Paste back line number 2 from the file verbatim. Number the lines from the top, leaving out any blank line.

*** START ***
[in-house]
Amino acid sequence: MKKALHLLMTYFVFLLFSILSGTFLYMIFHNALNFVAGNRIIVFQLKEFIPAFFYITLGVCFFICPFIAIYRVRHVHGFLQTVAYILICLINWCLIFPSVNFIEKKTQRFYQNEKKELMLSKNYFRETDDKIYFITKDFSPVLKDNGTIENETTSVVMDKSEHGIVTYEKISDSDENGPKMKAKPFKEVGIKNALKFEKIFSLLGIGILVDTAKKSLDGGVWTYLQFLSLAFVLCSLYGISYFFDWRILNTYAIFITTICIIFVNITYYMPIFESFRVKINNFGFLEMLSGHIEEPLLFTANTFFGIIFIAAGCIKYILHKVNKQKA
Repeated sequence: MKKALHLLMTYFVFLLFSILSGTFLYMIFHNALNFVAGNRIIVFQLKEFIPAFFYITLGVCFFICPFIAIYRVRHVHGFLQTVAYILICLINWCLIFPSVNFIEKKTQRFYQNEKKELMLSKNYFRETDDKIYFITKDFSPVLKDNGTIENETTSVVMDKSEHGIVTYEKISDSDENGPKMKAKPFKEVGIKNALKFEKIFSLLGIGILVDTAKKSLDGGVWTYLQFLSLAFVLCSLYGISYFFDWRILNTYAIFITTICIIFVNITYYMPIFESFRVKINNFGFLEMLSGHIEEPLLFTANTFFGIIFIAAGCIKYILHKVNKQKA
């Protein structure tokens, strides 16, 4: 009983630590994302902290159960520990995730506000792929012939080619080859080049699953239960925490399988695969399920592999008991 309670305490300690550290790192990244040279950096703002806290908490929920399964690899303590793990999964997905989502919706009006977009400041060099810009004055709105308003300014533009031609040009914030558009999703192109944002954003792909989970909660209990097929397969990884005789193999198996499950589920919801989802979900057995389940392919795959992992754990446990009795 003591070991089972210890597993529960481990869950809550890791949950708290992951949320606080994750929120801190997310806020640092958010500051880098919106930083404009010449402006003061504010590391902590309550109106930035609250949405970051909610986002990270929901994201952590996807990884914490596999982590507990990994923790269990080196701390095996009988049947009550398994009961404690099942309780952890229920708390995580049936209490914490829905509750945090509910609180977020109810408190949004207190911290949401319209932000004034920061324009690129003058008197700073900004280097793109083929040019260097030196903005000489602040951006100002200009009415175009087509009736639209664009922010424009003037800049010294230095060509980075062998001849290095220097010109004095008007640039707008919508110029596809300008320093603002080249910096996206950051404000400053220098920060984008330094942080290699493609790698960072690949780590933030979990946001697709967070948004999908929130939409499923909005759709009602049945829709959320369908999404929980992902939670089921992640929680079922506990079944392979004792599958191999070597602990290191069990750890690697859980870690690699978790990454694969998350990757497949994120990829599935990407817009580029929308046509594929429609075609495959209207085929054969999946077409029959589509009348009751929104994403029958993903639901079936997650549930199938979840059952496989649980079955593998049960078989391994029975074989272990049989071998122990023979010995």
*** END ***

Amino acid sequence: MKKALHLLMTYFVFLLFSILSGTFLYMIFHNALNFVAGNRIIVFQLKEFIPAFFYITLGVCFFICPFIAIYRVRHVHGFLQTVAYILICLINWCLIFPSVNFIEKKTQRFYQNEKKELMLSKNYFRETDDKIYFITKDFSPVLKDNGTIENETTSVVMDKSEHGIVTYEKISDSDENGPKMKAKPFKEVGIKNALKFEKIFSLLGIGILVDTAKKSLDGGVWTYLQFLSLAFVLCSLYGISYFFDWRILNTYAIFITTICIIFVNITYYMPIFESFRVKINNFGFLEMLSGHIEEPLLFTANTFFGIIFIAAGCIKYILHKVNKQKA